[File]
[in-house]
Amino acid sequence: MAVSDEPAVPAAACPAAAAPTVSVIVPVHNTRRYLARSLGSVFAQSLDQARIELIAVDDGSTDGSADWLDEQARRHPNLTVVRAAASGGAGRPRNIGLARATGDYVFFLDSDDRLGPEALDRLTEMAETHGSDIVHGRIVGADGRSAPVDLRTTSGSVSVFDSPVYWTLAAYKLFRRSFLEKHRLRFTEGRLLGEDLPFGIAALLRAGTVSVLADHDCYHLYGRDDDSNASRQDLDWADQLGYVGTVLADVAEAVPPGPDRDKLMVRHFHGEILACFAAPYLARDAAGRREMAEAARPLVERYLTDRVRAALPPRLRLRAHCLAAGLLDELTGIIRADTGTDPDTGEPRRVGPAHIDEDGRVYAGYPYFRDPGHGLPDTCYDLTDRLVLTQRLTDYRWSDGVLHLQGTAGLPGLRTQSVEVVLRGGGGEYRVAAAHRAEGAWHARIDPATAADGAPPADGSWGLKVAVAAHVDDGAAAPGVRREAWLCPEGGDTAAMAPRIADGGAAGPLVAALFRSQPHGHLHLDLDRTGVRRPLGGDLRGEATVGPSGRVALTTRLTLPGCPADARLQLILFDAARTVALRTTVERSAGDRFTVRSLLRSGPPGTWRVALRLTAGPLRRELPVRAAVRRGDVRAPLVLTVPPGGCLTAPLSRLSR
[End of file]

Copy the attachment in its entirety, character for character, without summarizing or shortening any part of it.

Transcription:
[in-house]
Amino acid sequence: MAVSDEPAVPAAACPAAAAPTVSVIVPVHNTRRYLARSLGSVFAQSLDQARIELIAVDDGSTDGSADWLDEQARRHPNLTVVRAAASGGAGRPRNIGLARATGDYVFFLDSDDRLGPEALDRLTEMAETHGSDIVHGRIVGADGRSAPVDLRTTSGSVSVFDSPVYWTLAAYKLFRRSFLEKHRLRFTEGRLLGEDLPFGIAALLRAGTVSVLADHDCYHLYGRDDDSNASRQDLDWADQLGYVGTVLADVAEAVPPGPDRDKLMVRHFHGEILACFAAPYLARDAAGRREMAEAARPLVERYLTDRVRAALPPRLRLRAHCLAAGLLDELTGIIRADTGTDPDTGEPRRVGPAHIDEDGRVYAGYPYFRDPGHGLPDTCYDLTDRLVLTQRLTDYRWSDGVLHLQGTAGLPGLRTQSVEVVLRGGGGEYRVAAAHRAEGAWHARIDPATAADGAPPADGSWGLKVAVAAHVDDGAAAPGVRREAWLCPEGGDTAAMAPRIADGGAAGPLVAALFRSQPHGHLHLDLDRTGVRRPLGGDLRGEATVGPSGRVALTTRLTLPGCPADARLQLILFDAARTVALRTTVERSAGDRFTVRSLLRSGPPGTWRVALRLTAGPLRRELPVRAAVRRGDVRAPLVLTVPPGGCLTAPLSRLSR